The `ad.linalg` submodule was created to overcome the limitations
of performing AD with compiled numerical routines (e.g., LAPACK). The
following algorithms have a translation that are AD-compatible:

- Decompositions
`chol`:*Cholesky decomposition*`lu`:*LU decomposition*`qr`:*QR decomposition*

- Solving linear equations and matrix inverse

Each item listed above is a NumPy-equivalent function, though not completely interchangeable. The descriptions that follow are not meant to introduce theory for the methods, nor to show an exhaustive set of examples as to their usage. They simply describe the respective algorithm’s usage with some relevant examples. Several algorithms have been borrowed from the tasks described at RosettaCode.

Cholesky decomposition involves taking a symmetric, positive-definite matrix A and decomposing it into L such that A=LL’=U’U, where L is a lower triangular matrix and U is an upper triangular matrix.

Example 1:

```
>>> A = [[25, 15, -5],
... [15, 18, 0],
... [-5, 0, 11]]
...
>>> L = chol(A)
>>> L
array([[ 5., 0., 0.],
[ 3., 3., 0.],
[-1., 1., 3.]])
>>> U = chol(A, 'upper')
>>> U
array([[ 5., 3., -1.],
[ 0., 3., 1.],
[ 0., 0., 3.]])
```

Example 2:

```
>>> A = [[18, 22, 54, 42],
... [22, 70, 86, 62],
... [54, 86, 174, 134],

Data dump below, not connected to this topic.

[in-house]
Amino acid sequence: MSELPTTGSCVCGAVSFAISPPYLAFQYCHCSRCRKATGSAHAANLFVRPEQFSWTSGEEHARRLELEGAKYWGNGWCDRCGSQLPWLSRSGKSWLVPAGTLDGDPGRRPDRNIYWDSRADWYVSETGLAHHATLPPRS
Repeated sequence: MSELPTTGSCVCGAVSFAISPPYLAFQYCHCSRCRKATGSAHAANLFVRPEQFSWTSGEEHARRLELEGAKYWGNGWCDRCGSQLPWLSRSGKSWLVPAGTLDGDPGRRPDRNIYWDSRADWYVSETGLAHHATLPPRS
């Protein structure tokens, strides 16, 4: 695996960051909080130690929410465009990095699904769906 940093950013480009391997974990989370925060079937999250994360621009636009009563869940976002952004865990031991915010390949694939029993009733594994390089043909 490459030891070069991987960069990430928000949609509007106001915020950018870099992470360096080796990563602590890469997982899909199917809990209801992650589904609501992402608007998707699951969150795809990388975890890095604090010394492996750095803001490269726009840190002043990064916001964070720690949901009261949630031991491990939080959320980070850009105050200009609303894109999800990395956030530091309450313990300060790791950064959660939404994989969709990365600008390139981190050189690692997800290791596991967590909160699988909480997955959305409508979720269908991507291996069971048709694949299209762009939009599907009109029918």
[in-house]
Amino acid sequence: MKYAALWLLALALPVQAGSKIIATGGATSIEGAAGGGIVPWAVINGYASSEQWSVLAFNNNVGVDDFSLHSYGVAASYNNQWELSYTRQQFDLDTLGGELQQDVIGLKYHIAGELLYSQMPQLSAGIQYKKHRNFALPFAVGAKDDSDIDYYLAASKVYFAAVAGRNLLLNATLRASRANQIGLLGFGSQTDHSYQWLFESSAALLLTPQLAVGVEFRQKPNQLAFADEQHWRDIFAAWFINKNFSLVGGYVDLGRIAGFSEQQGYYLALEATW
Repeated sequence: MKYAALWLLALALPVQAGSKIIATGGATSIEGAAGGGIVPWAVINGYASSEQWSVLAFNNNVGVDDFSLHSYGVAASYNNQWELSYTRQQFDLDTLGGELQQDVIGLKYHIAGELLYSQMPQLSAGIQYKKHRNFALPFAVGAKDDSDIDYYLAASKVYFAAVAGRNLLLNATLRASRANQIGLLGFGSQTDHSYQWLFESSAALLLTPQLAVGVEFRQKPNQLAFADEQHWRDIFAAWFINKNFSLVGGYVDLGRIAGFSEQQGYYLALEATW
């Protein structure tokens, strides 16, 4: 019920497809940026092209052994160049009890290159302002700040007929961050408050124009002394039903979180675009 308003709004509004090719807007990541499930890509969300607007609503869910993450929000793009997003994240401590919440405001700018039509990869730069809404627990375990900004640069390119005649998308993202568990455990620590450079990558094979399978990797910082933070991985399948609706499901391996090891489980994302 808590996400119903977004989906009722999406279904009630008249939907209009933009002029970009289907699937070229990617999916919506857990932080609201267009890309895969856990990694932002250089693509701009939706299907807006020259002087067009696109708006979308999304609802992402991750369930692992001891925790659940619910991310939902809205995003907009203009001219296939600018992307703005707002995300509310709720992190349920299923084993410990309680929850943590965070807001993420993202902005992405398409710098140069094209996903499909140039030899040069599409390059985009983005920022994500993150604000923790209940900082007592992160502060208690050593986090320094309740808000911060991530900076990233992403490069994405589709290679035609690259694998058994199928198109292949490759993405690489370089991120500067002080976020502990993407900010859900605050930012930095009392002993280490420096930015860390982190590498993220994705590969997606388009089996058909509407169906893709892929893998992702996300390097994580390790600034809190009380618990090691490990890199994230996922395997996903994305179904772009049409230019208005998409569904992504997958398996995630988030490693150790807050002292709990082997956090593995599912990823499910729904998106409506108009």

... [42, 62, 134, 106]]
...
>>> L = chol(A)
>>> L
array([[ 4.24264069, 0. , 0. , 0. ],
[ 5.18544973, 6.5659052 , 0. , 0. ],
[ 12.72792206, 3.0460385 , 1.64974225, 0. ],
[ 9.89949494, 1.62455386, 1.84971101, 1.39262125]])
```

LU Decomposition factors a matrix as the product of a lower triangular matrix and an upper triangular matrix, and in this case, a pivot or permutation matrix as well. The decomposition can be viewed as the matrix form of gaussian elimination. Computers usually solve square systems of linear equations using the LU decomposition, and it is also a key step when inverting a matrix, or computing the determinant of a matrix.

Example 1:

```
>>> A = [[1, 3, 5],
... [2, 4, 7],
... [1, 1, 0]]
...
>>> L, U, P = lu(A)
>>> L
array([[ 1. , 0. , 0. ],
[ 0.5, 1. , 0. ],
[ 0.5, -1. , 1. ]])
>>> U
array([[ 2. , 4. , 7. ],
[ 0. , 1. , 1.5],
[ 0. , 0. , -2. ]])
>>> P
array([[ 0., 1., 0.],
[ 1., 0., 0.],
[ 0., 0., 1.]])
```

Example 2:

```
>>> A = [[11, 9, 24, 2],
... [ 1, 5, 2, 6],
... [ 3, 17, 18, 1],
... [ 2, 5, 7, 1]]
...
>>> L, U, P = lu(A)
>>> L
array([[ 1. , 0. , 0. , 0. ],
[ 0.27272727, 1. , 0. , 0. ],
[ 0.09090909, 0.2875 , 1. , 0. ],
[ 0.18181818, 0.23125 , 0.00359712, 1. ]])
>>> U
array([[ 11. , 9. , 24. , 2. ],
[ 0. , 14.54545455, 11.45454545, 0.45454545],
[ 0. , 0. , -3.475 , 5.6875 ],
[ 0. , 0. , 0. , 0.51079137]])
>>> P
array([[ 1., 0., 0., 0.],
[ 0., 0., 1., 0.],
[ 0., 1., 0., 0.],
[ 0., 0., 0., 1.]])
```

QR decomposition is
applicable to any m-by-n matrix *A* and decomposes
into A=QR where *Q* is an orthogonal matrix of size m-by-m and
*R* is an upper triangular matrix of size m-by-n. QR decomposition provides
an alternative way of solving the systems of equations
Ax=b without inverting the matrix *A*. The fact that *Q* is
orthogonal means that Q’Q=I, so that Ax=b is equivalent to Rx=Q’b,
which is easier to solve since *R* is triangular.